The use of the Revised Griffiths Development Scales in a group of 9 month–old South African babies
Von Wielligh, Jacquiline
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The aim of this study was to determine the applicability of the Griffiths Development Scales, Extended Revised (GMDS–ER) in a contemporary South Africa. This study explores the performance of South African babies aged 9 months as it relates to that of British babies (from the standardisation sample). Over the last few years, researchers have made a significant effort to address the need for more reliable and valid assessment measures for South Africa. The literature study shows research evidence indicating that South African children are influenced by several risk factors such as poverty, HIV/AIDS, inadequate health and social services as well as poor living conditions. Furthermore, the role of culture and gender in child development are discussed in detail. These are only some of the influences that contribute significantly to the healthy development and later successful functioning of South African children as they age. The impact may also impair development leading to possible developmental delays. The South African context necessitates developmental assessment measures with particular characteristics. A critical examination of a variety of potential measures indicates that there are very few measures available to meet these specific needs. The Griffiths Mental Development Scales, Extended Revised (GMDS–ER) who is judged to be one such measure, are examined. For the empirical study the research group consisted of normal South African (n=120) babies from Potchefstroom and Klerksdorp. Babies were selected on the basis of availability. All babies were tested with the Griffiths Development Scales, Extended Revised (GMDS–ER). Statistical analysis of the data shows that South African and British babies’ overall developmental profiles were similar. The South African sample performed slightly better (although not statistically significant) than the British normative sample on all the sub-scales. With regard to gender differences, the girls fared significantly better than the boys on the Locomotor, Personal–Social, Hearing and Language Sub-scales. Comparisons between different ethnic groups on the GMDS–ER showed significant differences, the White and Indian groups performed better throughout on all five sub-scales than the Coloured and Black groups. The group of Black infants performed poorest throughout on all five sub-scales compared to the other ethnic groups. In view of the findings, further investigation into the applicability of the GMDS–ER for South African use is essential and the establishment of South African norms for clinical utilisation should receive urgent attention. Caution with regard to the use of the British–based norms in the South African context is recommended.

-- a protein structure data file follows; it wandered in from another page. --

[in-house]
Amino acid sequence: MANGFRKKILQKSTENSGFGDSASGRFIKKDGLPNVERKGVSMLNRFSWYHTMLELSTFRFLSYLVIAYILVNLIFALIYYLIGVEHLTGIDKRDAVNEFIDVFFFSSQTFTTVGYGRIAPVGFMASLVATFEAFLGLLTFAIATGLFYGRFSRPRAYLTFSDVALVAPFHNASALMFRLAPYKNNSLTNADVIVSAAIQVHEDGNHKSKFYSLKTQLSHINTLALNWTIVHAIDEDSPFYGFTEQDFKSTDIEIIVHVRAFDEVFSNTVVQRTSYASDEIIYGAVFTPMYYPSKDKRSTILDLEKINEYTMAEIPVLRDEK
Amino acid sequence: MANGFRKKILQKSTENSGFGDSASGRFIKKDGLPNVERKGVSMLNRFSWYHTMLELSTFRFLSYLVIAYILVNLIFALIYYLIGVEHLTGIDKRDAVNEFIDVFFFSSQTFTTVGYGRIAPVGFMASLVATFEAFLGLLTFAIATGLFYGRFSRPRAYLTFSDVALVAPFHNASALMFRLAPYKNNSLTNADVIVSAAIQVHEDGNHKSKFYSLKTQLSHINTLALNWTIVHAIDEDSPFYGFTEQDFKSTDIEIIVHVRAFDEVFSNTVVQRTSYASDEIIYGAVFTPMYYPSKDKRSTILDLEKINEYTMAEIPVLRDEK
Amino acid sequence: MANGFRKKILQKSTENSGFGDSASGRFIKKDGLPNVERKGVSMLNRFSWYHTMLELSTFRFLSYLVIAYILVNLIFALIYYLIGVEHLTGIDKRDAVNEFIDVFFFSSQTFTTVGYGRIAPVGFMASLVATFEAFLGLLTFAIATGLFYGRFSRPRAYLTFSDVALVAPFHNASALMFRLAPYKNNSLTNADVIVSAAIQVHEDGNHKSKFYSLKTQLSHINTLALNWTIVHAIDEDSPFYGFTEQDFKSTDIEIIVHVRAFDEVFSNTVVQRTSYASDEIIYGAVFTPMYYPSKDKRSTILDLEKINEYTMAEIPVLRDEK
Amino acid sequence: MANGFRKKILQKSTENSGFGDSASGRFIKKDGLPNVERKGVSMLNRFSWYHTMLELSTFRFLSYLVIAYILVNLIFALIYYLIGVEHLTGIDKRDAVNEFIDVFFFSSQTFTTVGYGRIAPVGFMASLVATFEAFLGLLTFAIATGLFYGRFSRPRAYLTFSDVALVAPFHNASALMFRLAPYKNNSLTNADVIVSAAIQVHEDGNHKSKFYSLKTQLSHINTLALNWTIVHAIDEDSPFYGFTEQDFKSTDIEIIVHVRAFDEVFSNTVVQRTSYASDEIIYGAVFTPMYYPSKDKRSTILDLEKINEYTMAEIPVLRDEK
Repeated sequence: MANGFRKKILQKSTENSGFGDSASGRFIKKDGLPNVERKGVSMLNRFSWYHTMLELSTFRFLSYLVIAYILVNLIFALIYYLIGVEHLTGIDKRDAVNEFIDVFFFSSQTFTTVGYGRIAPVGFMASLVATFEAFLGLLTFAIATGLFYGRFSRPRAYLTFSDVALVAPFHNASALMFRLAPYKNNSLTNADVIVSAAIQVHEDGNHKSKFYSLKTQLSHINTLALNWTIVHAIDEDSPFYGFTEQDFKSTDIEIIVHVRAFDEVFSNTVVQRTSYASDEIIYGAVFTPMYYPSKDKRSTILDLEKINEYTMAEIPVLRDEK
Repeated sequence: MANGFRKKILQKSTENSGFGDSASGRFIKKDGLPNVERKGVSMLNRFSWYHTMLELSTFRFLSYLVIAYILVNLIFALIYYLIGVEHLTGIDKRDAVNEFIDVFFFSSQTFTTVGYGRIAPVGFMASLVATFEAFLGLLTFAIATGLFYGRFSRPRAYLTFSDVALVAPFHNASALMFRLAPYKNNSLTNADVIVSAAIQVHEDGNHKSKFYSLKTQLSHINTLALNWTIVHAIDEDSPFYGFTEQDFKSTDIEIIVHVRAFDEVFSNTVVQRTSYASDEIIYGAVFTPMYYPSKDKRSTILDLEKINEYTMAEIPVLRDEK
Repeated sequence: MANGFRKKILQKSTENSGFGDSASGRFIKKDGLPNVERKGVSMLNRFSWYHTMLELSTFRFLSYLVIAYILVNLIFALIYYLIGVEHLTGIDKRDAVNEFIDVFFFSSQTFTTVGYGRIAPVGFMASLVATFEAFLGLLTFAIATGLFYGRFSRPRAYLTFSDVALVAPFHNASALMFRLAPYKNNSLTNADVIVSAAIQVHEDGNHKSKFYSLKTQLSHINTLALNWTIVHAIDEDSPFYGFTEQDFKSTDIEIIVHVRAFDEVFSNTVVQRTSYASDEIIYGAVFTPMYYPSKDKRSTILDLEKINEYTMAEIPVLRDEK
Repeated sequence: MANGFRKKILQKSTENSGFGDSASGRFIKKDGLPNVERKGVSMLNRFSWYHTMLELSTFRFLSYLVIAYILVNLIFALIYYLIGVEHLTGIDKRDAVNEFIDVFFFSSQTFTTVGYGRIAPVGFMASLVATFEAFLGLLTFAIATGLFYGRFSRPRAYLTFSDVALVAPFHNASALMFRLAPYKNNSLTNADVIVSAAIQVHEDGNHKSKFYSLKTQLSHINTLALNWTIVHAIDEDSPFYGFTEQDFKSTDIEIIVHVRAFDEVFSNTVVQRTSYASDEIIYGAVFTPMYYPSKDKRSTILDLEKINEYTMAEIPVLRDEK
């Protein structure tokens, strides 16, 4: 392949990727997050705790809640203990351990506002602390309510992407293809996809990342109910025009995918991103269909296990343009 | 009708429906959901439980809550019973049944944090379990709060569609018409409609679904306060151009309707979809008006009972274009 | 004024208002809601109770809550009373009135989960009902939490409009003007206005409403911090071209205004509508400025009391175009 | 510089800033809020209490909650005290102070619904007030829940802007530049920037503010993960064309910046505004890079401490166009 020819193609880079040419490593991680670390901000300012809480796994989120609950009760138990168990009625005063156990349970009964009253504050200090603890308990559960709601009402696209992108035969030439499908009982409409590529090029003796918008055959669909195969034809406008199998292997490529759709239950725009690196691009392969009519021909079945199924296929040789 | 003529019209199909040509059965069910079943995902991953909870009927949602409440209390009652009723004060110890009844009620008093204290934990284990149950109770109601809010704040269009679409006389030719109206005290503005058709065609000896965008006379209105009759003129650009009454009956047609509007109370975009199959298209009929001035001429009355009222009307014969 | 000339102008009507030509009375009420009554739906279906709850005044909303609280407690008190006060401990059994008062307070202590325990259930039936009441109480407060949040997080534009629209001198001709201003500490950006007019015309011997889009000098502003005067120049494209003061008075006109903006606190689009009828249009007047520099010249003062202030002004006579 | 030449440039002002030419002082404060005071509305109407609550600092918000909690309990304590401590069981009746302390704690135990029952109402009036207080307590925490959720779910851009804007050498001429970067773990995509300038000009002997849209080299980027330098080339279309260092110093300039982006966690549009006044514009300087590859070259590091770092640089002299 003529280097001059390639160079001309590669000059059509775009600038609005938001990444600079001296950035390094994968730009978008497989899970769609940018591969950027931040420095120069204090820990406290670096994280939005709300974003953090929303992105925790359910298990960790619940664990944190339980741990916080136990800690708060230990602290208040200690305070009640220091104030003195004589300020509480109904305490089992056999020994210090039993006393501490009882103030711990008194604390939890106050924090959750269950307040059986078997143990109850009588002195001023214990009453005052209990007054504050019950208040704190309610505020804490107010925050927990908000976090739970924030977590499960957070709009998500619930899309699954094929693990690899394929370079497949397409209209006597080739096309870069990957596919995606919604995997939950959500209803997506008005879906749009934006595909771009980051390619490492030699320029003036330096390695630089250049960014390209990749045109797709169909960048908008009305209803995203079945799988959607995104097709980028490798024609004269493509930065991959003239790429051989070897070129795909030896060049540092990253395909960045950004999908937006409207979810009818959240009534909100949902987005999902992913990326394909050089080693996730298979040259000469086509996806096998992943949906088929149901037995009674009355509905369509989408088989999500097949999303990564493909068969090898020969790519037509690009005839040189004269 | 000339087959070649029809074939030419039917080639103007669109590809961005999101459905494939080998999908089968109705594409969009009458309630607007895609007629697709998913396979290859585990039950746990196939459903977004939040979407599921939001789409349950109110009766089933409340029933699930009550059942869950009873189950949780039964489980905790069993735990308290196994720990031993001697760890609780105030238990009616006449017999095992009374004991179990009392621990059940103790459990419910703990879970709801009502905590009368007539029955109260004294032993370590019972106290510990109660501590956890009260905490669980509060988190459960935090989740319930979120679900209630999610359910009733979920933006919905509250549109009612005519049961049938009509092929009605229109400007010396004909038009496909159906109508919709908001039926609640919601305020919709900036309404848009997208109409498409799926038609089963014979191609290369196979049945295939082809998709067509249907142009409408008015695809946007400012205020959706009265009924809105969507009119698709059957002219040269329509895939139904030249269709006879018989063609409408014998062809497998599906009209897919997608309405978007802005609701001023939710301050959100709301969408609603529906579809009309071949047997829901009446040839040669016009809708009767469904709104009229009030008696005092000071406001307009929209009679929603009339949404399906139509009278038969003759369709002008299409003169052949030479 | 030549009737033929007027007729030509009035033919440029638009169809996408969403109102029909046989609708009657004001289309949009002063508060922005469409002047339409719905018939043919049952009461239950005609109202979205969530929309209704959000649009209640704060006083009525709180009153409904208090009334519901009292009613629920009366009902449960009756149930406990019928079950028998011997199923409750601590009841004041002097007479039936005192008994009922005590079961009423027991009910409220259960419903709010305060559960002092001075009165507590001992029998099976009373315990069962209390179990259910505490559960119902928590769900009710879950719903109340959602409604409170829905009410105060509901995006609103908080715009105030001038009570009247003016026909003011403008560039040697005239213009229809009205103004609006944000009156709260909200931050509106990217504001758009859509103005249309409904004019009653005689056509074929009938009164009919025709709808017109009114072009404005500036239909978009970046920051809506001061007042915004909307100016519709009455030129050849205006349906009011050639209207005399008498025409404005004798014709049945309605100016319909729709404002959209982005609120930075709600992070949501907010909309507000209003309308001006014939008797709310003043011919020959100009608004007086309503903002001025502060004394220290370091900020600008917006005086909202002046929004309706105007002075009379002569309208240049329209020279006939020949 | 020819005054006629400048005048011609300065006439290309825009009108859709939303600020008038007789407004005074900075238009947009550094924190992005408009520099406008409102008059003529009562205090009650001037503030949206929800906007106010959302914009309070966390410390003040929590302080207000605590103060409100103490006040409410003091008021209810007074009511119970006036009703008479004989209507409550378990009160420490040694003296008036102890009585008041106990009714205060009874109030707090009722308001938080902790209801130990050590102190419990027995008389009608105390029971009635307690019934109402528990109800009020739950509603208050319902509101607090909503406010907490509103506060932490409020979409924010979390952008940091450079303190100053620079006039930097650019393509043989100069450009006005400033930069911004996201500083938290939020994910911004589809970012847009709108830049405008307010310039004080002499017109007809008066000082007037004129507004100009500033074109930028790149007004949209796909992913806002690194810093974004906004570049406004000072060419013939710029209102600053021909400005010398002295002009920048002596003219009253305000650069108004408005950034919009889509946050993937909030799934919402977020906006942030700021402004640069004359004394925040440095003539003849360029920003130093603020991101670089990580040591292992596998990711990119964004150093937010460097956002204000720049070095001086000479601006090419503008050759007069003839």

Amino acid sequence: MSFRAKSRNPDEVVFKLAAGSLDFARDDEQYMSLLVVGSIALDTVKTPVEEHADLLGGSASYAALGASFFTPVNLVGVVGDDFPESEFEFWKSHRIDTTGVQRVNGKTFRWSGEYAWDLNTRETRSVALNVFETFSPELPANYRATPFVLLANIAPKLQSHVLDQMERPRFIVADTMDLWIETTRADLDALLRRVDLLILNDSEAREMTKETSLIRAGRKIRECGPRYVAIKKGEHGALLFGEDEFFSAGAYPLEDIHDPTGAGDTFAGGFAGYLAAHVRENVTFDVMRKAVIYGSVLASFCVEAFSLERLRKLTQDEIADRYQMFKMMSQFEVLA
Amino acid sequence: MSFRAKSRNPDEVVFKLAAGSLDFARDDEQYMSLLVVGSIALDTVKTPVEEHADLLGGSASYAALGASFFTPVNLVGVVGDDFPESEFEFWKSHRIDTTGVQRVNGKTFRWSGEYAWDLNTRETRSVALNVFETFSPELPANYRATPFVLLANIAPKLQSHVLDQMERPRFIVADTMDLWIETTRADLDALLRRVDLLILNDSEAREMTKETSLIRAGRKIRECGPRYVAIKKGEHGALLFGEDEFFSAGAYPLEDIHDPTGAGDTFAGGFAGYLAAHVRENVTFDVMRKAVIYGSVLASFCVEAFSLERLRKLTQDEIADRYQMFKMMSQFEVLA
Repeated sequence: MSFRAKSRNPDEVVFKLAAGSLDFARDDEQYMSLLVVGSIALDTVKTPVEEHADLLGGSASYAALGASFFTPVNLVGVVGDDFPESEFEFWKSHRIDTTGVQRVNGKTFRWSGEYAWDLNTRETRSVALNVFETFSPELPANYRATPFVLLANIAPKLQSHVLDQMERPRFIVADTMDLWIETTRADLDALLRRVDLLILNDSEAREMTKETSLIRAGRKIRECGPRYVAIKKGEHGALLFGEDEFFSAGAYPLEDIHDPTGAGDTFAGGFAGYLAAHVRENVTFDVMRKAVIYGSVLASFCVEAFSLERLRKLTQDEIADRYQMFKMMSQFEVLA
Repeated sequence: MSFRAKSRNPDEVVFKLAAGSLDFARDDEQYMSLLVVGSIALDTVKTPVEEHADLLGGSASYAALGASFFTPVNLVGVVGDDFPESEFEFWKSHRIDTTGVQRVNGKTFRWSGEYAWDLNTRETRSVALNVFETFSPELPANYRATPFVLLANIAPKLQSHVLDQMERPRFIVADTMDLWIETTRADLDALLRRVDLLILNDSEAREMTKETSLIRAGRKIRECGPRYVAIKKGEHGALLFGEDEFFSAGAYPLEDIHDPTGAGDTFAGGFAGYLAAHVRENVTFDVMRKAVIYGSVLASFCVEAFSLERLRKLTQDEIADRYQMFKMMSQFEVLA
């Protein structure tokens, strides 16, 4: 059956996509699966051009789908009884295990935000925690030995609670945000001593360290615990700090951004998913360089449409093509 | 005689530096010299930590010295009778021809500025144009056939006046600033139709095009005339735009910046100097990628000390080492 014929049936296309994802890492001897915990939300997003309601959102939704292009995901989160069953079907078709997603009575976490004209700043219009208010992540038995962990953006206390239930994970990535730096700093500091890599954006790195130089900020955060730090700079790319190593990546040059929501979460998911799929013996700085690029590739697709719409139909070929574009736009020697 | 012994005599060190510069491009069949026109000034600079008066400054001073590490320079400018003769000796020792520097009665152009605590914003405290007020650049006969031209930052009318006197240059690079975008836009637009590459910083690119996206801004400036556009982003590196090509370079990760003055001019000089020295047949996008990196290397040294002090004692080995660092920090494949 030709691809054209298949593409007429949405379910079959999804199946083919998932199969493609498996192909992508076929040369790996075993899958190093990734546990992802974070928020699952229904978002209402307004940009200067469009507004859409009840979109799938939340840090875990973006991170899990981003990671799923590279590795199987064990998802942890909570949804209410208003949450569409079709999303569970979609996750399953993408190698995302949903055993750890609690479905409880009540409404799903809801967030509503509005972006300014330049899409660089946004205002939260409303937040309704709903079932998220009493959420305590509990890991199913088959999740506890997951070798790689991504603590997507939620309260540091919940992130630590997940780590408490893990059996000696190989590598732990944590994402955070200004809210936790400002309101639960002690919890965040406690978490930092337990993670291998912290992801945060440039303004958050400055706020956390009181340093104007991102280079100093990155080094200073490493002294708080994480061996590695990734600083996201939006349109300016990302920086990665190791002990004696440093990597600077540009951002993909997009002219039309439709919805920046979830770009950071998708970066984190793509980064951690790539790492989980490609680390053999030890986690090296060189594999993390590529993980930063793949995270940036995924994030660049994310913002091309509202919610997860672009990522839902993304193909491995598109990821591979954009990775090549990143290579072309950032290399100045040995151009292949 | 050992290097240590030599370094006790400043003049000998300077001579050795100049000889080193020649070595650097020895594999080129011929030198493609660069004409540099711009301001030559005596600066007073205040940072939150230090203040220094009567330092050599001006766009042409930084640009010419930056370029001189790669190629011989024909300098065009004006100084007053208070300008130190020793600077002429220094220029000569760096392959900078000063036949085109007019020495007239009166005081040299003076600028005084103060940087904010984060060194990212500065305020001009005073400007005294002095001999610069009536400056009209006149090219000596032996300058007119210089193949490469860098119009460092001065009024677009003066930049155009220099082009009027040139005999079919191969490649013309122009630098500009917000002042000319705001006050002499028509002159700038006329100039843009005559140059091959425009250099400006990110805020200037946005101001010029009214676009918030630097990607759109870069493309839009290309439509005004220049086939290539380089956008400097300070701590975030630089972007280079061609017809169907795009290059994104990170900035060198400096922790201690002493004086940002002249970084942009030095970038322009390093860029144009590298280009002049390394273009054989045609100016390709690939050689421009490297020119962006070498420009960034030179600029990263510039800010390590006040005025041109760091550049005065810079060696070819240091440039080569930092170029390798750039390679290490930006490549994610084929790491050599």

- Health Sciences 
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